A Washington Post report published on Thursday saying Turkey blew the cover of
an Israeli-run spy ring in Iran threatens to destroy the veneer of reestablished
ties between Ankara and Jerusalem.
It also brings into question any
possible military alliance between the two countries against Syria or
Turkish Foreign Minister Ahmet Davutoglu told reporters that the
story, written by columnist David Ignatius, was “groundless and a very bad
example of black propaganda,” according to Turkish website Today’s
In Jerusalem, the Prime Minister’s Office and the Defense Ministry
refused to issue any public statements on the matter.
Minister Ze’ev Elkin declined to comment on the Washington Post report, but said
relations with Ankara were “very complex.”
“The Turks made a strategic
decision... to seek the leadership of our region, in the Middle East, and they
chose the convenient anti-Israeli card in order to build up leadership,” Elkin
told Israel Radio.
Former Mossad chief Danny Yatom said the intelligence
leak was harmful to both Israel and the United States and placed Turkey’s role
as a reliable ally for military matters in question.
“Who is going to
trust or cooperate with them?” Yatom asked. “This is something that is unheard
Turkey “breached all the rules of cooperation between intelligence
organizations today. Due to the nature of global terror, the cooperation between
friendly intelligence apparatuses is rising and sharing intelligence information
is not any longer something unusual,” Yatom said.
intelligence information with the Americans and the British and, until recently,
with the Turks, he said.
A senior official from Prime Minister Recep
Tayyip Erdogan’s ruling AK Party said such accusations were part of a deliberate
attempt to discredit Turkey and undermine its role in the region following the
election of Iranian President Hassan Rouhani.
“Turkey is a regional power
and there are power centers which are uncomfortable with this... Stories like
these are part of a campaign,” the official said, asking not to be identified
because of the sensitivity of the subject.
“It’s clear the aim of some is
to spoil the moderate political atmosphere after Rouhani’s
election... and to neutralize Turkey, which contributes to solving
problems in the region and which has a relationship with Iran,” the official
According to Ignatius, the intelligence alliance between
Israel and Turkey dates back to 1958, in which among other things the Mossad
provided training to the Turks.
The Mossad had run a spy network in Iran
through Turkey with the help of the Turkish intelligence service Milli
Istihbarat, he wrote.
Ignatius blamed Turkish intelligence chief Hakan
Fidan for the leak. His article came after an October 10 Wall Street Journal
report that also accused Fidan of passing sensitive information to
According to the Washington Post report, Erdogan’s government,
with the help of Fidan, gave Iranian intelligence the identities of up to 10
Iranians who had met inside Turkey with their Mossad case
Ankara’s decision to expose the alleged Mossad informants came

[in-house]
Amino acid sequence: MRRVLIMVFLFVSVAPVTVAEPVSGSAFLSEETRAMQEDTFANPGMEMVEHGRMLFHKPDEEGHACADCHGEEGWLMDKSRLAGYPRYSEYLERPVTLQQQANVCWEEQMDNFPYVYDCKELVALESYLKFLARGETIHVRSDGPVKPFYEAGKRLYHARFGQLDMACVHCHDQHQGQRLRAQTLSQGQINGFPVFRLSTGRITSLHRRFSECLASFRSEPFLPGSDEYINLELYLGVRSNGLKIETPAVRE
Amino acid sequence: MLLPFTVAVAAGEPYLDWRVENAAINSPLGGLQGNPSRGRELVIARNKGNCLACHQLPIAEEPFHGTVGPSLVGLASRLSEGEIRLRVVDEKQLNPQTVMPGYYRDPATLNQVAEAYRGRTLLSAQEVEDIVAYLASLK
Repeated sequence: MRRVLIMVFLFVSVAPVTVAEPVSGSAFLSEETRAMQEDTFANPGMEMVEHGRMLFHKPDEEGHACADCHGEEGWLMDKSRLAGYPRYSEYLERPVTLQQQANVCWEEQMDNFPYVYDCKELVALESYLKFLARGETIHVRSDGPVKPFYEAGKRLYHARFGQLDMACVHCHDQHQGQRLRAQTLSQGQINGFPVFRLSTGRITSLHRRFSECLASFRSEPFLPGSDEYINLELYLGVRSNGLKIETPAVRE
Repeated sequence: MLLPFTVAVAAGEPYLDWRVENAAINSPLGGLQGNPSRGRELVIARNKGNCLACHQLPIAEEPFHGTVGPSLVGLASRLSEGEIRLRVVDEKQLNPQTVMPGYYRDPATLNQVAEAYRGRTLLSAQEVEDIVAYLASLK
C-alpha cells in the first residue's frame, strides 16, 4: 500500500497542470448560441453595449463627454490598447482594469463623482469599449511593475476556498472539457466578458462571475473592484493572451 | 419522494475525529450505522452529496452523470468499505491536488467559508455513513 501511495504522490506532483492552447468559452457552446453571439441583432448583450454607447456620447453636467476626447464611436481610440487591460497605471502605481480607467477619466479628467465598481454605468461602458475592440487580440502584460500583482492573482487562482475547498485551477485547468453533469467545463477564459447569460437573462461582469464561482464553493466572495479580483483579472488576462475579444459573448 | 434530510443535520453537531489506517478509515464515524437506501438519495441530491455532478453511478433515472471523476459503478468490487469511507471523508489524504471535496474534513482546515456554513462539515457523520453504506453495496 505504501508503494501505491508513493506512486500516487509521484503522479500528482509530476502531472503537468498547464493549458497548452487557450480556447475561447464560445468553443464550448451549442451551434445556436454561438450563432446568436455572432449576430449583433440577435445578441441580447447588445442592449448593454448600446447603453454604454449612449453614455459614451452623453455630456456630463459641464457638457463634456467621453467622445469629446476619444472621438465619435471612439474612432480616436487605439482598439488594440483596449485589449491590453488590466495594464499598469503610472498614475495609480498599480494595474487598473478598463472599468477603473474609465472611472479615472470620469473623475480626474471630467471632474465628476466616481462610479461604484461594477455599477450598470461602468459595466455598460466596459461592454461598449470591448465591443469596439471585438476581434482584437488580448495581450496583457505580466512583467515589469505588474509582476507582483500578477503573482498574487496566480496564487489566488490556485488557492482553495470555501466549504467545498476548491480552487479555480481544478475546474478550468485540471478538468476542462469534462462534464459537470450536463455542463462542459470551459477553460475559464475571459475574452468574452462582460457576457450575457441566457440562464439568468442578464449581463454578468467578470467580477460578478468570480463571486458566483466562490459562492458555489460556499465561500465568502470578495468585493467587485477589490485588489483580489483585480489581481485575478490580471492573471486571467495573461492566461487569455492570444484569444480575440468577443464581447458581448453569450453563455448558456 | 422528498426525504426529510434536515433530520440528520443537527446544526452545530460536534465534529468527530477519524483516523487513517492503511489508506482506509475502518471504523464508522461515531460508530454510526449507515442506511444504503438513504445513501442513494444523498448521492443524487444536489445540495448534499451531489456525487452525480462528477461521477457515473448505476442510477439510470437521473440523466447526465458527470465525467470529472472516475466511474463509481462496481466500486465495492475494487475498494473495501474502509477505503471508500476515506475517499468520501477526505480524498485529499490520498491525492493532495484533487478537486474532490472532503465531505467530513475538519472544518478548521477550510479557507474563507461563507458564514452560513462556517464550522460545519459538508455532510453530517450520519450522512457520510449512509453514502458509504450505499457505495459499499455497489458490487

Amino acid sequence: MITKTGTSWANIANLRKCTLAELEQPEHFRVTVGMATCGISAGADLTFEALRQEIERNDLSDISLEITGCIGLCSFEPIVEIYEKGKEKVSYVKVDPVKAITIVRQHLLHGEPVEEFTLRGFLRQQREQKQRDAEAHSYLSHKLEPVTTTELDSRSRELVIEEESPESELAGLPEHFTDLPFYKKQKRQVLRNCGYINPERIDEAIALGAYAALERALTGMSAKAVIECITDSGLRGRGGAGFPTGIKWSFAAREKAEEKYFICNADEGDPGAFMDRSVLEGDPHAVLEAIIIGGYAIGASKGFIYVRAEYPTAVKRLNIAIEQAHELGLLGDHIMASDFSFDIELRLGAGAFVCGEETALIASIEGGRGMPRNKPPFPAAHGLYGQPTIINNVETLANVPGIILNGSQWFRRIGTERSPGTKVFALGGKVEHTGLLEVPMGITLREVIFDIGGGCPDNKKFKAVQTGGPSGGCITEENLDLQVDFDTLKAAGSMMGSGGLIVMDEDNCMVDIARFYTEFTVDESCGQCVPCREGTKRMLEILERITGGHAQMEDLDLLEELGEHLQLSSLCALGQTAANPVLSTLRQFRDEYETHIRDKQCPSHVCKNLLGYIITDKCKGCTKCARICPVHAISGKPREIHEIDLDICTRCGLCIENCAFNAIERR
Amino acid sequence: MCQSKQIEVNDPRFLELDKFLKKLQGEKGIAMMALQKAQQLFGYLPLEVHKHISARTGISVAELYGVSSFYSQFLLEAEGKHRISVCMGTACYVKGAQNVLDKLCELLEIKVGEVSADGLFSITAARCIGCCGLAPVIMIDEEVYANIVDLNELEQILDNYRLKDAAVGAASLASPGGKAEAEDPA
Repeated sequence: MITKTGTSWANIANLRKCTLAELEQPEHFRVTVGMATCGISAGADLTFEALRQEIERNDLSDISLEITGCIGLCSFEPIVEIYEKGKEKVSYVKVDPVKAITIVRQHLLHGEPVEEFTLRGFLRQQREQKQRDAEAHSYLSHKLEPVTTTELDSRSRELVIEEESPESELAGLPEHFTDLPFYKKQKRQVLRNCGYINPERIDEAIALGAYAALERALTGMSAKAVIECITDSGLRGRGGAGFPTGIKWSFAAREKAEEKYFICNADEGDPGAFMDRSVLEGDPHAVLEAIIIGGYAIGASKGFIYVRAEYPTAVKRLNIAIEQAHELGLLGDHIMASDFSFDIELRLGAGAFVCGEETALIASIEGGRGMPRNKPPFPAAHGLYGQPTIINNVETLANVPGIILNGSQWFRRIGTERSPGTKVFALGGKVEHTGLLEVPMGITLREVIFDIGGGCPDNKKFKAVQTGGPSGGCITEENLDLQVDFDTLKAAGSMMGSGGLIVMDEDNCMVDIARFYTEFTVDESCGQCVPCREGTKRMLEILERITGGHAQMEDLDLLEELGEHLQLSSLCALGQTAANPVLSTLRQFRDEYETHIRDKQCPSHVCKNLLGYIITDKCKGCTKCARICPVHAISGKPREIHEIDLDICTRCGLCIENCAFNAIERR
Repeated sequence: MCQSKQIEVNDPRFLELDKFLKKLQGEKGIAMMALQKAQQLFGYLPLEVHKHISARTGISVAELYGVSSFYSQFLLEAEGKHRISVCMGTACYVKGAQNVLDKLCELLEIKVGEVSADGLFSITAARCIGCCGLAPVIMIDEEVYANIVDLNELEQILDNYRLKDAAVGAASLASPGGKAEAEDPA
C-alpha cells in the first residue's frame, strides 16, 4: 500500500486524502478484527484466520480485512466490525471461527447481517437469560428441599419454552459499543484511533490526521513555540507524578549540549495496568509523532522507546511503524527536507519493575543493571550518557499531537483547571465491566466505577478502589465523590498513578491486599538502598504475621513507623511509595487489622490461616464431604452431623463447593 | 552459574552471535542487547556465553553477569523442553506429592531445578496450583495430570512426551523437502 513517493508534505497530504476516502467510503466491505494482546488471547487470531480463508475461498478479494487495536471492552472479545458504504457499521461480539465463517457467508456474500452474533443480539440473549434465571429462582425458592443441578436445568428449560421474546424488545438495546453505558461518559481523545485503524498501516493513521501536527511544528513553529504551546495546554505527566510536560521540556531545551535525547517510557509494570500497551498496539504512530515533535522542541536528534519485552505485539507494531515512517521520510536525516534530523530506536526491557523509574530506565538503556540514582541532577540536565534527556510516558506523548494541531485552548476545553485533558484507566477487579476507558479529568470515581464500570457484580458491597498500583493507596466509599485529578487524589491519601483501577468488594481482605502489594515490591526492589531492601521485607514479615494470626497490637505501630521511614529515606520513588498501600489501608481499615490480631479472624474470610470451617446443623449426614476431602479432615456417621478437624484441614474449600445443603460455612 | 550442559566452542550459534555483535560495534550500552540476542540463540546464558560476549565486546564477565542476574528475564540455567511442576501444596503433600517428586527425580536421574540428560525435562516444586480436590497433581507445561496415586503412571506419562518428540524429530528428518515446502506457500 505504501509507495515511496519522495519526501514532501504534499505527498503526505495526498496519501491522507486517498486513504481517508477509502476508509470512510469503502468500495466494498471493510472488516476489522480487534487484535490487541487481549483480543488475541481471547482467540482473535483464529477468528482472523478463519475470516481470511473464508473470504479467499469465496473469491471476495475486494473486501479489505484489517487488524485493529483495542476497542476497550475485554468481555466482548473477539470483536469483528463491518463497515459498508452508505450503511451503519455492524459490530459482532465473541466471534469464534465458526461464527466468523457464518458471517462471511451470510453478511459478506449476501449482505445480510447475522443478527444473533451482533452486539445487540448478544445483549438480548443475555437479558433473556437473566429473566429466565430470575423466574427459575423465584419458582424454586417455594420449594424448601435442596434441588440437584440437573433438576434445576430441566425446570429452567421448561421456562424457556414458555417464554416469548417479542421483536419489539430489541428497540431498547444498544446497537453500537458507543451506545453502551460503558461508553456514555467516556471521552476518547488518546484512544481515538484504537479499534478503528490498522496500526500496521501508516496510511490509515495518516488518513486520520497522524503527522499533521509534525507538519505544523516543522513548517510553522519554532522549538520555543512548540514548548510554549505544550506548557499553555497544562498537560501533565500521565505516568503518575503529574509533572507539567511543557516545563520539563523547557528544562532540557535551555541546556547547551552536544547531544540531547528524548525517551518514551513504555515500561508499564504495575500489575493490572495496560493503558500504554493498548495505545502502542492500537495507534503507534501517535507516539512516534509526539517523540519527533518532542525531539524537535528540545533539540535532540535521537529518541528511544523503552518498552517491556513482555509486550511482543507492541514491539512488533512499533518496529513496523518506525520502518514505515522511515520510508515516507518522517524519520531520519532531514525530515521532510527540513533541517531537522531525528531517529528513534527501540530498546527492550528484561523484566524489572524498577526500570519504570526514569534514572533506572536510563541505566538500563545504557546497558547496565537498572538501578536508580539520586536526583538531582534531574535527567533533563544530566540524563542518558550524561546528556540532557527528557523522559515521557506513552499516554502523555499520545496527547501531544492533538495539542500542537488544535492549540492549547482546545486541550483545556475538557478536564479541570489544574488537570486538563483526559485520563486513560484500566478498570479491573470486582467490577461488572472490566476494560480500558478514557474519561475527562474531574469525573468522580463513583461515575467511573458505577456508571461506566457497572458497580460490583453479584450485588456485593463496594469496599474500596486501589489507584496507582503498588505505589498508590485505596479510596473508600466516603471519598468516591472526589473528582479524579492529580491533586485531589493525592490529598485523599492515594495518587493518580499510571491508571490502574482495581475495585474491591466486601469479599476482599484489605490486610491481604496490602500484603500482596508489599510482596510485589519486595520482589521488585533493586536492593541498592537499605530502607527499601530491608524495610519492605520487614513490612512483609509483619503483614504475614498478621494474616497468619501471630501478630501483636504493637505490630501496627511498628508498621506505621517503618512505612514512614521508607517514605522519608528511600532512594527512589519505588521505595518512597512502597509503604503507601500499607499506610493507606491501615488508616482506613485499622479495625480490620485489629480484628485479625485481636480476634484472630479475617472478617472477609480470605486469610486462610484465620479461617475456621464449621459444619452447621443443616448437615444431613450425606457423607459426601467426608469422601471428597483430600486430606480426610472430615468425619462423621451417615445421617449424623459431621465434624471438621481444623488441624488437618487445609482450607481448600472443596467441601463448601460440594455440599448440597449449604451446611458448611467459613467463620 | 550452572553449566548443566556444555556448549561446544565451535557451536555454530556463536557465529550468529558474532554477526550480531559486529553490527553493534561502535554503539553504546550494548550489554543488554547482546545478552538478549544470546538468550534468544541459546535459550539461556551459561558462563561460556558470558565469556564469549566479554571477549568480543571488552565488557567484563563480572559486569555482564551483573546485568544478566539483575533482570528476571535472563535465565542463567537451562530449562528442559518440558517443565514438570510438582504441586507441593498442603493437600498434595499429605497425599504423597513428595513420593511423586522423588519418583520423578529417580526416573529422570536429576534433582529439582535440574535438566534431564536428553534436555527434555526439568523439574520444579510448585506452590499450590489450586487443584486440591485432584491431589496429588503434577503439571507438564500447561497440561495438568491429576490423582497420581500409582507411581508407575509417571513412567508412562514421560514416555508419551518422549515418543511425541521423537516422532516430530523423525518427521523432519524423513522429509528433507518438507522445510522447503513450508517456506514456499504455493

early last year as Turkish-Israeli relations continued to deteriorate following
the 2010 Mavi Marmara raid, Ignatius wrote.
He cited sources as saying
the Turkish action represented a “significant” intelligence loss for Jerusalem
and “an effort to slap the Israelis.”
Ignatius’s article, which brings
into question the actions of a Muslim country often seen as an ally to the West,
comes just after a meeting between world powers and Iran to explore a diplomatic
solution to Tehran’s nuclear program.
At one time Turkey was seen as a
strong ally of Israel. Security and business ties between the two countries were
close. Turkey acted as a mediator between Israel and Arab countries. But ties
soured after Israel’s offensive against Hamas in the Gaza Strip in December 2008
and January 2009. Turkey severed diplomatic ties in May 2010, when Israel Navy
commandos boarded the Mavi Marmara protest ship headed for the Gaza Strip, were
attacked, and killed nine Turkish activists in the subsequent
Turkey demanded that Israel apologize and pay
Israel refused to do so, and Ignatius said that Turkey’s
disclosure of the spy ring hardened Prime Minister Binyamin Netanyahu’s resolve
on this matter.
But last March, during a visit by US President Barack
Obama to Israel, Netanyahu called Turkey and apologized. Israeli and Turkish
diplomatic teams met a number of times in an effort to resolve outstanding
issues but never came to a final resolution.
Still, the public pledges by
both governments provided a veneer of restored normality, with an understanding
that they might need to work together on issues and threats related to the civil
war in Syria.
US State Department spokeswoman Jen Psaki told reporters in Washington on Thursday she hoped Israel and Turkey would "continue to move towards normalizing relations. We continue to work with both sides, continue to press them to take steps"
She said that the US considers Turkey to be a close ally. "We work with them on a range of issues, including counterterrorism. We’re in close contact with a range of officials at all levels, including the Turkish intelligence chief."
Reuters contributed to this report.